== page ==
Graph of the Day: Firefox Virtual Memory Plot

Thursday, April 11th, 2013

I spend a lot of time making sense out of data, and so I’m going to try a new “Graph of the Day” series on this blog.

Today’s plot was created from a crash report submitted by a Firefox user and filed in bugzilla. This user had been experiencing problems where Firefox would, after some time, start drawing black boxes instead of normal content and soon after would crash. Most of the time, his crash report would contain an empty (0-byte) minidump file. In our experience, 0-byte minidumps are usually caused by low-memory conditions causing crashes. But the statistics metadata reported along with the crash show that there was lots of available memory on the system.

This piqued my interest, and fortunately, at least one of the crash reports did contain a valid minidump. Not only did this point us to a Firefox bug where we are aborting when large allocations fail, but it also gave me information about the virtual memory space of the process when it crashed.

When creating a Windows minidump, Firefox calls the MinidumpWriteDump function with the MiniDumpWithFullMemoryInfo flag. This causes the minidump to contain a MINIDUMP_MEMORY_INFO_LIST block, which includes information about every single block of memory pages in the process, the allocation base/size, the free/reserved/committed state, whether the page is private (allocated) memory or some kind of mapped/shared memory, and whether the page is readable/writable/copy-on-write/executable.

(view the plot in a new window).

There are two interesting things that I learned while creating this plot and sharing it on

Virtual Memory Fragmentation

Some code is fragmenting the page space with one-page allocations. On Windows, a page is a 4k block, but page space is not allocated in one-page chunks. Instead, the minimum allocation block is 16 pages (64k). So if any code is calling VirtualAlloc with just 4k, it is wasting 16 pages of memory space. Note that this doesn’t waste memory, it only wastes VM space, so it won’t show up on any traditional metrics such as “private bytes”.

Leaking Memory Mappings

Something is leaking memory mappings. Looking at the high end of memory space (bottom of the graphical plot), hover over the large blocks of purple (committed) memory and note that there are many allocations that are roughly identical:

  • Size: 0x880000
  • State: MEM_COMMIT
  • Type: MEM_MAPPED

Given the other memory statistics from the crash report, it appears that these blocks are actually all mapping the same file or piece of shared memory. And it seems likely that there is a bug somewhere in code which is mapping the same memory repeatedly (with MapViewOfFile) and forgetting to call UnmapViewOfFile when it is done.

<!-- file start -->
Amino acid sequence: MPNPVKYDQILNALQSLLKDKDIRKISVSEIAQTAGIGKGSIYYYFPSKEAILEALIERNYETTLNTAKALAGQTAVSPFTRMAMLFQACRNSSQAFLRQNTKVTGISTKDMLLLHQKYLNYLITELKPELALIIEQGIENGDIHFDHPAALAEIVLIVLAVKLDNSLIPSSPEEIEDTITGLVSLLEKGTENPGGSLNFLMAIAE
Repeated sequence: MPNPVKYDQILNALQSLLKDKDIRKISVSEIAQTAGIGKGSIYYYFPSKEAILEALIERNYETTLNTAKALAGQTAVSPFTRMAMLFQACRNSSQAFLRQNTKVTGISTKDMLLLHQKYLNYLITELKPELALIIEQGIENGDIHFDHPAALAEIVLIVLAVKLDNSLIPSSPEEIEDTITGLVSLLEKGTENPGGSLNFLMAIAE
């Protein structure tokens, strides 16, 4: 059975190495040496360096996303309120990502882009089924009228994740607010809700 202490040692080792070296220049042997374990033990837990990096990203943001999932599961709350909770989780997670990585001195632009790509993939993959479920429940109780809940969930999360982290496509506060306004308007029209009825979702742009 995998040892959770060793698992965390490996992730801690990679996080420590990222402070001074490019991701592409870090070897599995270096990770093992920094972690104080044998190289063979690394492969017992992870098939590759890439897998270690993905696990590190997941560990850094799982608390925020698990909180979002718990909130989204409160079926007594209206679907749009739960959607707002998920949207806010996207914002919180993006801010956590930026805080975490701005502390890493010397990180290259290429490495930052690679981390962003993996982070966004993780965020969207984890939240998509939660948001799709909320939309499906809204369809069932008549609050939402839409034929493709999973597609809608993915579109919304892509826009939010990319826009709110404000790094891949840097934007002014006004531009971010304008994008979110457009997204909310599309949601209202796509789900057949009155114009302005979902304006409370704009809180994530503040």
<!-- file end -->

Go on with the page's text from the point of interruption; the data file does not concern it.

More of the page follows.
We’re still working on diagnosing this problem. The user who originally reported this issue notes that if he switches his laptop to use his integrated graphics card instead of his nvidia graphics, then the problem disappears. So we suspect something in the graphics subsystem, but we’re not sure whether the problem is in Firefox accelerated drawing code, the Windows D3D libraries, or in the nvidia driver itself. We are looking at the possibility of hooking allocations functions such as VirtualAlloc and MapViewOfFile in order to find the call stack at the point of allocation to help determine exactly what code is responsible. If you have any tips or want to follow along, see bug 859955.

Allocated Memory and Shared Library Boundaries

Friday, September 26th, 2008

When people get started with XPCOM, one of the most confusing rules is how to pass data across XPCOM boundaries. Take the following method:

IDL markup

string getFoo();

C++ generated method signature

nsresult GetFoo(char **aResult);

Diagram showing transfer of allocation 'ownerhip' from the implementation method to the calling method

C++ Implementation

The aResult parameter is called an “out parameter”. The implementation of this method is responsible for allocating memory and setting *aResult:

Object::GetFoo(char **aResult)
  // Allocate a string to pass back
  *aResult = NS_Alloc(4);

  // In real life, check for out-of-memory!
  strcpy(*aResult, “foo”);

  return NS_OK;

C++ Caller

The caller, after it is finished with the data, is responsible for freeing the data.

char *foo;
// do something with foo

The important thing to note is that the code doesn’t allocate memory with malloc, and doesn’t free it with free. All memory that is passed across XPCOM boundaries must be allocated with NS_Alloc and freed with NS_Free.

We have this rule because of mismatched allocators. Depending on your operating system and the position of the moon, each shared library may have its own malloc heap. If you malloc memory in one shared library and free it in a different library, the heap of each library may get corrupted and cause mysterious crashes. By forcing everyone to use the NS_Alloc/Free functions, we know that all code is using the same malloc heap.

Helper Functions

In most cases, there are helper functions which make following the rules much easier. On the implementation side, the ToNewUnicode and ToNewCString functions convert an existing nsAString/nsACString to an allocated raw buffer.

On the caller side, you should almost always use helper classes such as nsXPIDLString to automatically handle these memory issues:

Better C++ Caller

nsXPIDLCString foo;
// do something with foo

Impact on Extension Authors

It is especially important for extension authors to follow this advice on Windows. The Windows version of Firefox uses custom version of the Windows C runtime which we’ve patched to include the high-performance jemalloc allocator. Extension authors should link the C runtime statically, which guarantees that they will have a mismatched malloc/free heap.